We're claiming an out in that Slayer is not technically an "extreme metal" band, and they probably deserve credit for being among the first acts to tackle this kind of subject matter. There's nothing metaphorical about this track: Tom Araya and company describe the the whole grisly process behind Dahmer's actions and hypothesize as to the weird sexual obsession he had throughout. The title is a reference to the apartment that Dahmer held in Milwaukee during the ordeal.

"Clownin' Around" by Deer Tick

Sighhhhhhhhh another fairly shameless play off of the modus operandi of the killer in question (John Wayne Gacy), who worked as a clown at charitable events when he wasn't...you know. This track takes a somewhat uncomfortable first-person approach to the narrative (although it skips the actual murders and ends with his execution). The Gacy in the song claims to be possessed by Satan and the tune starts to experience "too soon" when the clown theme kicks in at the end.

"Skinned" by Blind Melon

Ed Gein might not have been the most prolific of serial killers—if you can technically even consider him a serial killer—but he was among the most influential, inspiring Norman Bates, Leatherface and more. This two-minute short from Blind Melon takes a folky, upbeat approach to what Gein could potentially do with various body parts. Melon doesn't get the "too soon" treatment because the real Gein had been caught nearly 30 years earlier.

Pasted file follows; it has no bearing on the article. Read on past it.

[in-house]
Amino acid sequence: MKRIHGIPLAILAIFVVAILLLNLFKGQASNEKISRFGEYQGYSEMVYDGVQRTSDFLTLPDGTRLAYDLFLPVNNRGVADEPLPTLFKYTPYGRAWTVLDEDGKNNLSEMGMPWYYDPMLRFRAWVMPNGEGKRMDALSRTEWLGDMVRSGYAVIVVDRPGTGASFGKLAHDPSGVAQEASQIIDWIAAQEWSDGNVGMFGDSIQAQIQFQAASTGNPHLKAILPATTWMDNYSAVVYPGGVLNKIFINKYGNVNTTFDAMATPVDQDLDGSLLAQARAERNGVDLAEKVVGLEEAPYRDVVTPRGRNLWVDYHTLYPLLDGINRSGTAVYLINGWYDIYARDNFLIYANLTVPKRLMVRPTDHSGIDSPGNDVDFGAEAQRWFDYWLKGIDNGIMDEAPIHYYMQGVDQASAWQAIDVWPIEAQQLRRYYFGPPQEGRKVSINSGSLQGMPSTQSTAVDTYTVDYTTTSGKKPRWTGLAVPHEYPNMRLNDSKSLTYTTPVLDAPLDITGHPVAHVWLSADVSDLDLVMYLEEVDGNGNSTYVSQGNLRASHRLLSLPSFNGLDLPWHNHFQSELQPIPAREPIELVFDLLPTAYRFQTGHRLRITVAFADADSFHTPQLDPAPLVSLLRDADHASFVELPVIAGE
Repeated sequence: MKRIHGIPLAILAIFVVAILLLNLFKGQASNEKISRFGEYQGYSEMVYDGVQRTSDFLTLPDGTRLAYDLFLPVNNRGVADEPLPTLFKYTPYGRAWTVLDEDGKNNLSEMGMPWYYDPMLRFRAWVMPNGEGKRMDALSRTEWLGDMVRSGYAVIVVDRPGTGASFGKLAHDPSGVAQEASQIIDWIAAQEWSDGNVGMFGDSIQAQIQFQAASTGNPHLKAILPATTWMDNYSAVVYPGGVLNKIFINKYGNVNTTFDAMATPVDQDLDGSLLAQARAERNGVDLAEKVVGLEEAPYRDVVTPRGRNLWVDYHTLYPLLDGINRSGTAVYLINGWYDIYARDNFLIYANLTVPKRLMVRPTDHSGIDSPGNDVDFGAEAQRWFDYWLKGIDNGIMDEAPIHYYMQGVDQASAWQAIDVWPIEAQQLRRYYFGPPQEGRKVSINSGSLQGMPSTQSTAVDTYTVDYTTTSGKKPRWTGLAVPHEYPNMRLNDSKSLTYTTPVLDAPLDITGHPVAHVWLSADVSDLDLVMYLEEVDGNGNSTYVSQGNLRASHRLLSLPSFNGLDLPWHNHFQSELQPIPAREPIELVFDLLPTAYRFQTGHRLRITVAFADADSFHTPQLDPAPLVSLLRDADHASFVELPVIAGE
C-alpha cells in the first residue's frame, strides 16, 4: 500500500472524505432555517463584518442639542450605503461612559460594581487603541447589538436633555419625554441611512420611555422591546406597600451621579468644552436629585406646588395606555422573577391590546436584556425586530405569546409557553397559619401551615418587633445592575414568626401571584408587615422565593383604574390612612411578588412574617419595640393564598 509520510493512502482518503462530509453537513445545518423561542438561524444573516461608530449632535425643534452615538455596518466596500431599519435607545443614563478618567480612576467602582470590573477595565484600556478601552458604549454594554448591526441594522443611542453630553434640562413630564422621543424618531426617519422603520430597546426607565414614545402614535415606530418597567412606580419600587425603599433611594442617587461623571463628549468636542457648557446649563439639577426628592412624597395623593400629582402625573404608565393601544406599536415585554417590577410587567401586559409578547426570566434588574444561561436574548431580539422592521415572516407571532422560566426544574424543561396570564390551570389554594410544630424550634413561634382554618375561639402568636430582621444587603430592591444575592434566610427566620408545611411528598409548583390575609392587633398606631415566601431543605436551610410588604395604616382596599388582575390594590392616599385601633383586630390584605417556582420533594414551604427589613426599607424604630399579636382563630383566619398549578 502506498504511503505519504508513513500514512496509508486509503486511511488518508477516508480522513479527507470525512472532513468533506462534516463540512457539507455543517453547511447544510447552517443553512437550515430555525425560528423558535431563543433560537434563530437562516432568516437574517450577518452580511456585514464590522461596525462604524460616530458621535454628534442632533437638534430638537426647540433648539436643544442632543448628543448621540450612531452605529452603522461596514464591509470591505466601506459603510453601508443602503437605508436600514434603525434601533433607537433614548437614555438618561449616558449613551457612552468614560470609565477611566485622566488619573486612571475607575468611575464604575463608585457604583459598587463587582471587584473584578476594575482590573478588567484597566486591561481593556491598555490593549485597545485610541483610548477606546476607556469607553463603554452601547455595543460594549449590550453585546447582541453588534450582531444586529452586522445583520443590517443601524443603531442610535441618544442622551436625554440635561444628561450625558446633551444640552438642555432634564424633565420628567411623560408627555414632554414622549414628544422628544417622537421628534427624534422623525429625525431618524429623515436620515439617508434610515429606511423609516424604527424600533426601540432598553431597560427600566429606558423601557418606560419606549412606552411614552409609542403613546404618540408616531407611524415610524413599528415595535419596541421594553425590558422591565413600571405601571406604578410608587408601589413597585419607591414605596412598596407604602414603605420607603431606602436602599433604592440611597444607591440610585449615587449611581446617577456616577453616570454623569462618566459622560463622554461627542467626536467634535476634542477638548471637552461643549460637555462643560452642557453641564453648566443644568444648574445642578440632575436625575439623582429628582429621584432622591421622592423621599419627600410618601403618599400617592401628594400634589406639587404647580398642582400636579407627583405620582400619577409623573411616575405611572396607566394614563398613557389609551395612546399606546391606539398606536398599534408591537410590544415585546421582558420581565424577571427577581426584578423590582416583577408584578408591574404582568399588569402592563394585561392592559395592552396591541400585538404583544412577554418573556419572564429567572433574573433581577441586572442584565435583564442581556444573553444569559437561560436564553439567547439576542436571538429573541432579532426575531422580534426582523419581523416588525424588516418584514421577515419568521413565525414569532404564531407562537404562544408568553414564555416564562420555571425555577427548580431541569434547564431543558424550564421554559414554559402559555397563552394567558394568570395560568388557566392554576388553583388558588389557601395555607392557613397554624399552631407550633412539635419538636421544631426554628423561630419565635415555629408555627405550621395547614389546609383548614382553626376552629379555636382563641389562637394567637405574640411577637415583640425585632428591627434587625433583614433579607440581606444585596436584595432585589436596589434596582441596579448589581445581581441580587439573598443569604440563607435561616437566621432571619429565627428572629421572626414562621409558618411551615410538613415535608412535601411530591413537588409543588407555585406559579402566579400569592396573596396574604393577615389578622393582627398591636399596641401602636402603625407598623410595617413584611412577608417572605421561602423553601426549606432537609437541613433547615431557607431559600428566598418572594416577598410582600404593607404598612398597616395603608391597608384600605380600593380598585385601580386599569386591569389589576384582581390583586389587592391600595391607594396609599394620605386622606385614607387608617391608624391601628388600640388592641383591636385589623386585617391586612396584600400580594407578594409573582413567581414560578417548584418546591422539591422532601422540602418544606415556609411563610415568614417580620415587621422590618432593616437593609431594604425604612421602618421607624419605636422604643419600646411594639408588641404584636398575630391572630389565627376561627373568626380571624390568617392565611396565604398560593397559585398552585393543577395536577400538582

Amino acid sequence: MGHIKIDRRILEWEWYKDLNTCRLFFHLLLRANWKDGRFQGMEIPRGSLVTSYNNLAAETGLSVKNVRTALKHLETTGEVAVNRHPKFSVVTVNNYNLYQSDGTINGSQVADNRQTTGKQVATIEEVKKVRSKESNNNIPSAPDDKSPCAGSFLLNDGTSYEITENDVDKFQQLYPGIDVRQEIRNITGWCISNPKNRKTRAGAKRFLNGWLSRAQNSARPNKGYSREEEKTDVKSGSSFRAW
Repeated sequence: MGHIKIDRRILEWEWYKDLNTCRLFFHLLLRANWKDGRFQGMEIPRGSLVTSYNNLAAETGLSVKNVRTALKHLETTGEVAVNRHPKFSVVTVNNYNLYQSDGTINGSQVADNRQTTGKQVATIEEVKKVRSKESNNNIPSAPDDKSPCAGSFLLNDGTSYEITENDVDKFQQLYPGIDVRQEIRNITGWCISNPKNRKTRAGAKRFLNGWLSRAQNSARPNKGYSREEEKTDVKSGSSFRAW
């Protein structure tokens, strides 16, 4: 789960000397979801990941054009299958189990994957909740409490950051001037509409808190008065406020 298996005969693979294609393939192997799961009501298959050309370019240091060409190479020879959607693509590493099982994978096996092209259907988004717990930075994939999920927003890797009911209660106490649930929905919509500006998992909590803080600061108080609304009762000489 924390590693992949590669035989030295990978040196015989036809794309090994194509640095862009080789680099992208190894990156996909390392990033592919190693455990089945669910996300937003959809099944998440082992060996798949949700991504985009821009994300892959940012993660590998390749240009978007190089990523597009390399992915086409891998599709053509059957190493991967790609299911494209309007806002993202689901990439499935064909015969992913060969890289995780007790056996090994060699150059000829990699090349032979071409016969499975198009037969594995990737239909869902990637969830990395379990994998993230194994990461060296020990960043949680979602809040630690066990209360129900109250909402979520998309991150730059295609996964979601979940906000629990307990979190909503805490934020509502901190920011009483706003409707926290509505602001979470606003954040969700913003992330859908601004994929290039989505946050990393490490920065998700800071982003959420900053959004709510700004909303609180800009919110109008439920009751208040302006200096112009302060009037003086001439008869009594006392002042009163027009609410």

"Unknown Mysteries" by Animal Collective

A song titled "Unknown Mysteries" could discuss any number of topics: The Loch Ness Monster, The Bermuda Triangle, The weather-forecasting methods of Farmer's Almanac. Instead it delves into the identity of Jack The Ripper, the world's most famous murderer. More specifically, it tells the tale of some unfortunate maid who landed with Jack before coming to her end. Alas the title of this track is no longer applicable: Just last month scientists confirmed that Jack The Ripper was Aaron Kominski after a series of DNA tests.

"Mein Teil" by Rammstein

Rammstein is often accused of rather unsavory things just because they happen to be the biggest rock band in Germany and the Western world is still scared of the German language for some reason. "Mein Teil" actually is actually as screwed up as we make it out to be. The narrative is a reference to Armin Meiwes and Bernd Jürgen, who agreed to let the former kill and eat the latter. "Mein Teil" might translate to "my part," but the hook juicily hints that "you are what you eat and you know what it is." The controversy in Germany helped the song nearly reach the top of the charts.

"The Ballad of Alferd Packer" by Phil Ochs

Phil Ochs is probably the most straight-shooting performer on this list—he's a huge inspiration for Neil Young among many—but this tune takes a rather humorous approach to the first case of cannibalism in the United States. Packer and his crew got stuck in the mountains during a snowstorm in 1873 and he was forced to eat the deceased members of his crew to survive the trip. Although Packer claims he never killed any of those he consumed, he was still convicted of murder and put to death. Ochs takes some cheap shots, alleging "that county had six democrats until that man arrived/Well only one lives on today, he ate the other five."